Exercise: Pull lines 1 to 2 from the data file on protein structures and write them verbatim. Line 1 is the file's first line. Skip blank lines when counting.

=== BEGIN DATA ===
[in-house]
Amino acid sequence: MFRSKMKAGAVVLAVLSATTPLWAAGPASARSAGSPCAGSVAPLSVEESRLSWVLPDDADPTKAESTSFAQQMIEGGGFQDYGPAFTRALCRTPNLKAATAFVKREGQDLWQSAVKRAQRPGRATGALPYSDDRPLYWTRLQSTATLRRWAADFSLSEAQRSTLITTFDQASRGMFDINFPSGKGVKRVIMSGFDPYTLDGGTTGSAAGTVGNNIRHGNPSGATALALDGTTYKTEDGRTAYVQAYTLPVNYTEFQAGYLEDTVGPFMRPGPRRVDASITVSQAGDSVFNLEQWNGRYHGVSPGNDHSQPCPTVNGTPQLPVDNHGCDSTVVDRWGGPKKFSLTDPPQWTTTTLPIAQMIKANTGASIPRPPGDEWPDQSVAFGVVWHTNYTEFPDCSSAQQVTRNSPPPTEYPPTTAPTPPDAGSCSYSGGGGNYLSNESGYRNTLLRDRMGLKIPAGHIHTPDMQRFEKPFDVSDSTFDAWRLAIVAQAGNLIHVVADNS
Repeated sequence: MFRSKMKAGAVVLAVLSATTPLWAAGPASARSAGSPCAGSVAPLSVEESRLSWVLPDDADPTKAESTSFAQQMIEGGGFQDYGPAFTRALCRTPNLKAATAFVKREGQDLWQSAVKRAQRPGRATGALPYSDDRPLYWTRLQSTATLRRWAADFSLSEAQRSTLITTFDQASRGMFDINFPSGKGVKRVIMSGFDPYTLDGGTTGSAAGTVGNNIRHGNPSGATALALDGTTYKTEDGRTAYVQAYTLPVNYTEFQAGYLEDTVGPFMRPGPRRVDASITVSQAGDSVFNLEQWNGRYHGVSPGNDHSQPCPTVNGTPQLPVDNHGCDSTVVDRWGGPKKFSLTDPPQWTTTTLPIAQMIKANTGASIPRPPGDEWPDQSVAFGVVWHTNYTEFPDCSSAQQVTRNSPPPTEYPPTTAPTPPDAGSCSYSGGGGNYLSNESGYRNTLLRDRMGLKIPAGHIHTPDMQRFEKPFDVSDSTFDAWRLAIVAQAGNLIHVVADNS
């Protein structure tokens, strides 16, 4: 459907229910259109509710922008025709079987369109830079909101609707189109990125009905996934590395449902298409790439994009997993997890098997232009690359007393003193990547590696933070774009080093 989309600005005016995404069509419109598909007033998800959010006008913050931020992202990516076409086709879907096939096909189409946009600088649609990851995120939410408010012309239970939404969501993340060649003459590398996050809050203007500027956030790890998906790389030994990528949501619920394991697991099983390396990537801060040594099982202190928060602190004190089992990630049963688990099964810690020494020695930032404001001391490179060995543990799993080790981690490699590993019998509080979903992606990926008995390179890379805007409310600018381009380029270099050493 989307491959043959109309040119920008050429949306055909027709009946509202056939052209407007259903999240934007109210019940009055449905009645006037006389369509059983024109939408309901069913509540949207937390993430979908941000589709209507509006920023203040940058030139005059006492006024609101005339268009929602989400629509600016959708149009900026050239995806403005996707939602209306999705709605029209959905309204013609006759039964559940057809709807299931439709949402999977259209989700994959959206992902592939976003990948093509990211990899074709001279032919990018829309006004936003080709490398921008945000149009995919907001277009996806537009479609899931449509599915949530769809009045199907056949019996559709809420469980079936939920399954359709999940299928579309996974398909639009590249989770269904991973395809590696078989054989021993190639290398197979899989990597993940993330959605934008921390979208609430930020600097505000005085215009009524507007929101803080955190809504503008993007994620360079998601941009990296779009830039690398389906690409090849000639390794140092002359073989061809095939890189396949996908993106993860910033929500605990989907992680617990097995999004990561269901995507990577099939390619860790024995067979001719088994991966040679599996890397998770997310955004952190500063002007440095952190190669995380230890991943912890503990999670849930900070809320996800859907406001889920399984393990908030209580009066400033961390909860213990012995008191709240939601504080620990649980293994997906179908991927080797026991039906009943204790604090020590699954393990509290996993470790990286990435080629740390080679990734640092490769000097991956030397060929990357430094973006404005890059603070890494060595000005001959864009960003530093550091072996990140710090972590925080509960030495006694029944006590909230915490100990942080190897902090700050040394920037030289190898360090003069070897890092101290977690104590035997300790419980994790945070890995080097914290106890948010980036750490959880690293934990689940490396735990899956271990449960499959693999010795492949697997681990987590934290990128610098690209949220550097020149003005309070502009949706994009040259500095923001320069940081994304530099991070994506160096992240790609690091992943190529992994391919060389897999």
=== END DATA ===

[in-house]
Amino acid sequence: MFRSKMKAGAVVLAVLSATTPLWAAGPASARSAGSPCAGSVAPLSVEESRLSWVLPDDADPTKAESTSFAQQMIEGGGFQDYGPAFTRALCRTPNLKAATAFVKREGQDLWQSAVKRAQRPGRATGALPYSDDRPLYWTRLQSTATLRRWAADFSLSEAQRSTLITTFDQASRGMFDINFPSGKGVKRVIMSGFDPYTLDGGTTGSAAGTVGNNIRHGNPSGATALALDGTTYKTEDGRTAYVQAYTLPVNYTEFQAGYLEDTVGPFMRPGPRRVDASITVSQAGDSVFNLEQWNGRYHGVSPGNDHSQPCPTVNGTPQLPVDNHGCDSTVVDRWGGPKKFSLTDPPQWTTTTLPIAQMIKANTGASIPRPPGDEWPDQSVAFGVVWHTNYTEFPDCSSAQQVTRNSPPPTEYPPTTAPTPPDAGSCSYSGGGGNYLSNESGYRNTLLRDRMGLKIPAGHIHTPDMQRFEKPFDVSDSTFDAWRLAIVAQAGNLIHVVADNS